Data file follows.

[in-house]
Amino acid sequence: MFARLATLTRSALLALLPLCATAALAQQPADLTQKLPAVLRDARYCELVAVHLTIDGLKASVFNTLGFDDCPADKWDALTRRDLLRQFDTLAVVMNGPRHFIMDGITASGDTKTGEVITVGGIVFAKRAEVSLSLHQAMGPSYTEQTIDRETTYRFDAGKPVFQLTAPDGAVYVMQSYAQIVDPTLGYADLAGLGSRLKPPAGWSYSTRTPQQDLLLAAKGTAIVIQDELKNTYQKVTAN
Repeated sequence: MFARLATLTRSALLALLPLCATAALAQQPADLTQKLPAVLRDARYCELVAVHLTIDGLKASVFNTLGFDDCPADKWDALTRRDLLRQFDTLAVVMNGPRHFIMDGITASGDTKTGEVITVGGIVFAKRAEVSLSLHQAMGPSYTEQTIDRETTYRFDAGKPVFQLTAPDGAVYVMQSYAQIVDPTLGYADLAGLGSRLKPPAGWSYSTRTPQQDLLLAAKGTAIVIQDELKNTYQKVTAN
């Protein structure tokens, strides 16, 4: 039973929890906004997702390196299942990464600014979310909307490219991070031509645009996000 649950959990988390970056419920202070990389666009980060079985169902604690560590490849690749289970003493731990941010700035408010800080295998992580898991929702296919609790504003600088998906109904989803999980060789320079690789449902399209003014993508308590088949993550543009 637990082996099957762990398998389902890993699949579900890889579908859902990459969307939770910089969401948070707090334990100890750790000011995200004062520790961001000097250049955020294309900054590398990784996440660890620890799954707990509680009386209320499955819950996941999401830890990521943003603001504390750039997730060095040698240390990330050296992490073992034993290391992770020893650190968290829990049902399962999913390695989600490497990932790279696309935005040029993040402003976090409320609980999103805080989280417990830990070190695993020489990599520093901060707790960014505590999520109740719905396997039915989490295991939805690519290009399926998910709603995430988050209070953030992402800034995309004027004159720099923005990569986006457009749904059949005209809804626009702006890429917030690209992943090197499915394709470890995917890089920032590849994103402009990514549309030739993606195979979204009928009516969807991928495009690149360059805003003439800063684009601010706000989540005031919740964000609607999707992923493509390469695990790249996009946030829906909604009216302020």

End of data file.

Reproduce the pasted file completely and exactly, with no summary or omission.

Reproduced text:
[in-house]
Amino acid sequence: MFARLATLTRSALLALLPLCATAALAQQPADLTQKLPAVLRDARYCELVAVHLTIDGLKASVFNTLGFDDCPADKWDALTRRDLLRQFDTLAVVMNGPRHFIMDGITASGDTKTGEVITVGGIVFAKRAEVSLSLHQAMGPSYTEQTIDRETTYRFDAGKPVFQLTAPDGAVYVMQSYAQIVDPTLGYADLAGLGSRLKPPAGWSYSTRTPQQDLLLAAKGTAIVIQDELKNTYQKVTAN
Repeated sequence: MFARLATLTRSALLALLPLCATAALAQQPADLTQKLPAVLRDARYCELVAVHLTIDGLKASVFNTLGFDDCPADKWDALTRRDLLRQFDTLAVVMNGPRHFIMDGITASGDTKTGEVITVGGIVFAKRAEVSLSLHQAMGPSYTEQTIDRETTYRFDAGKPVFQLTAPDGAVYVMQSYAQIVDPTLGYADLAGLGSRLKPPAGWSYSTRTPQQDLLLAAKGTAIVIQDELKNTYQKVTAN
């Protein structure tokens, strides 16, 4: 039973929890906004997702390196299942990464600014979310909307490219991070031509645009996000 649950959990988390970056419920202070990389666009980060079985169902604690560590490849690749289970003493731990941010700035408010800080295998992580898991929702296919609790504003600088998906109904989803999980060789320079690789449902399209003014993508308590088949993550543009 637990082996099957762990398998389902890993699949579900890889579908859902990459969307939770910089969401948070707090334990100890750790000011995200004062520790961001000097250049955020294309900054590398990784996440660890620890799954707990509680009386209320499955819950996941999401830890990521943003603001504390750039997730060095040698240390990330050296992490073992034993290391992770020893650190968290829990049902399962999913390695989600490497990932790279696309935005040029993040402003976090409320609980999103805080989280417990830990070190695993020489990599520093901060707790960014505590999520109740719905396997039915989490295991939805690519290009399926998910709603995430988050209070953030992402800034995309004027004159720099923005990569986006457009749904059949005209809804626009702006890429917030690209992943090197499915394709470890995917890089920032590849994103402009990514549309030739993606195979979204009928009516969807991928495009690149360059805003003439800063684009601010706000989540005031919740964000609607999707992923493509390469695990790249996009946030829906909604009216302020």